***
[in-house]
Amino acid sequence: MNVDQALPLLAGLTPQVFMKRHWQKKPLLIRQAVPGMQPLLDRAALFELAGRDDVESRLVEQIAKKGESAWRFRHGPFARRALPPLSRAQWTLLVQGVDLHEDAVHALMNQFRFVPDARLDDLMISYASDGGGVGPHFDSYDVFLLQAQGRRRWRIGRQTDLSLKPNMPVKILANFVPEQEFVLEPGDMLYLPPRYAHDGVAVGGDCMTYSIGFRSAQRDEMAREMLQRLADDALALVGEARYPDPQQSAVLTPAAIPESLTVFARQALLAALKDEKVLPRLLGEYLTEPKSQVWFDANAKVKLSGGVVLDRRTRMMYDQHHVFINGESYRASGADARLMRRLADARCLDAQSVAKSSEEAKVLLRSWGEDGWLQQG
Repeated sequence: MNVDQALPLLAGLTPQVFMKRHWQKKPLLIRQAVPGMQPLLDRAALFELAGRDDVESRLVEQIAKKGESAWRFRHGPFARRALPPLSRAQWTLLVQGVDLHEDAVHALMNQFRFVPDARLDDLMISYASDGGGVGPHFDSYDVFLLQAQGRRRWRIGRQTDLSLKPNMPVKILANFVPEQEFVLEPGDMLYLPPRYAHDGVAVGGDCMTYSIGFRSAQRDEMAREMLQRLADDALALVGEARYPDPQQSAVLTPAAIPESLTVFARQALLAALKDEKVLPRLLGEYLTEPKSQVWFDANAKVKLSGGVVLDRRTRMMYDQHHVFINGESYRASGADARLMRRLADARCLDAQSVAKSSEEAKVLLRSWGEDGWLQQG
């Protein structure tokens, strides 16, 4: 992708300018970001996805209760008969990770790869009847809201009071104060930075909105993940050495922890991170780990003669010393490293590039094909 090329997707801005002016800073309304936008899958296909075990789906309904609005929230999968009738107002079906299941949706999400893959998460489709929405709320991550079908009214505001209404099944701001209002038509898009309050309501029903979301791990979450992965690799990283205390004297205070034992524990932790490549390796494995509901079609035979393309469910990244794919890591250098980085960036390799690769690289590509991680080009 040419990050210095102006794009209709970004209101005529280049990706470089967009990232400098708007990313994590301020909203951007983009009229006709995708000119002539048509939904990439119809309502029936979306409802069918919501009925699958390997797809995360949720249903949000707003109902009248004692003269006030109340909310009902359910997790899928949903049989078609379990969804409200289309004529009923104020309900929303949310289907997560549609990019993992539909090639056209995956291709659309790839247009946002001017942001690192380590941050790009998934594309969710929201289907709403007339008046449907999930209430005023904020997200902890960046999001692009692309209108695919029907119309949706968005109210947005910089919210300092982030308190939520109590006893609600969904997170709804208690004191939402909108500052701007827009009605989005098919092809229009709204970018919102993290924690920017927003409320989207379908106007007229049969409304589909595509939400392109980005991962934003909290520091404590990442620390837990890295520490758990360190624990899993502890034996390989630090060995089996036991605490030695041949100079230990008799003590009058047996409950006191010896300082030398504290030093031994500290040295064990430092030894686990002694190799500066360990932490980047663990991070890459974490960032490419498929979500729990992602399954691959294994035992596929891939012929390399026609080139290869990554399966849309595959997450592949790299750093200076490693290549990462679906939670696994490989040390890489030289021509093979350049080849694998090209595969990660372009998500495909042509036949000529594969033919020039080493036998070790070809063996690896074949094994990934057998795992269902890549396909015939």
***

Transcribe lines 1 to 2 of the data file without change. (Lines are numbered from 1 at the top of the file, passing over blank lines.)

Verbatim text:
[in-house]
Amino acid sequence: MNVDQALPLLAGLTPQVFMKRHWQKKPLLIRQAVPGMQPLLDRAALFELAGRDDVESRLVEQIAKKGESAWRFRHGPFARRALPPLSRAQWTLLVQGVDLHEDAVHALMNQFRFVPDARLDDLMISYASDGGGVGPHFDSYDVFLLQAQGRRRWRIGRQTDLSLKPNMPVKILANFVPEQEFVLEPGDMLYLPPRYAHDGVAVGGDCMTYSIGFRSAQRDEMAREMLQRLADDALALVGEARYPDPQQSAVLTPAAIPESLTVFARQALLAALKDEKVLPRLLGEYLTEPKSQVWFDANAKVKLSGGVVLDRRTRMMYDQHHVFINGESYRASGADARLMRRLADARCLDAQSVAKSSEEAKVLLRSWGEDGWLQQG